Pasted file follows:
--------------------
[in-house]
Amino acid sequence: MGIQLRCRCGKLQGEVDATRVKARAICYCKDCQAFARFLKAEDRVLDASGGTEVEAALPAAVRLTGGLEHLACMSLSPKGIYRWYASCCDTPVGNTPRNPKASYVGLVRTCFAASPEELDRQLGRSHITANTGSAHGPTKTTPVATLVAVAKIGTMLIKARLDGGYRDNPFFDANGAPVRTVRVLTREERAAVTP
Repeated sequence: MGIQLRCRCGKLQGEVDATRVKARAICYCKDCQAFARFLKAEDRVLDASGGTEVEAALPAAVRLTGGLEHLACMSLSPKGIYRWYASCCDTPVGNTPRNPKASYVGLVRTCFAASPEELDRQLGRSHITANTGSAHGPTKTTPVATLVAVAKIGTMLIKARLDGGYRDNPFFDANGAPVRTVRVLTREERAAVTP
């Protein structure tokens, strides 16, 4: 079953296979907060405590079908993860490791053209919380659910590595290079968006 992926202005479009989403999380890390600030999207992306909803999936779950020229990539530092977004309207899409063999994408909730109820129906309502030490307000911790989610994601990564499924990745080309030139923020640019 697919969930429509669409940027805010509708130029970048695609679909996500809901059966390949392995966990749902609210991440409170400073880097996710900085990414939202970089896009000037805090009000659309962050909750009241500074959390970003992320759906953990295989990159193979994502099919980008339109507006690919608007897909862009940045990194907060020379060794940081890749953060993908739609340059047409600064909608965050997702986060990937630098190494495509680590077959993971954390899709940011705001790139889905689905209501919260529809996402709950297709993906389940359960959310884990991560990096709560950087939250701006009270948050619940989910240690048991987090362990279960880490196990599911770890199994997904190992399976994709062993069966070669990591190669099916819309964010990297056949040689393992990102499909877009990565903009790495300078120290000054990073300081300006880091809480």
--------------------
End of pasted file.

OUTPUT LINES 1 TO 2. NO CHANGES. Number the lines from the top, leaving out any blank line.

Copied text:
[in-house]
Amino acid sequence: MGIQLRCRCGKLQGEVDATRVKARAICYCKDCQAFARFLKAEDRVLDASGGTEVEAALPAAVRLTGGLEHLACMSLSPKGIYRWYASCCDTPVGNTPRNPKASYVGLVRTCFAASPEELDRQLGRSHITANTGSAHGPTKTTPVATLVAVAKIGTMLIKARLDGGYRDNPFFDANGAPVRTVRVLTREERAAVTP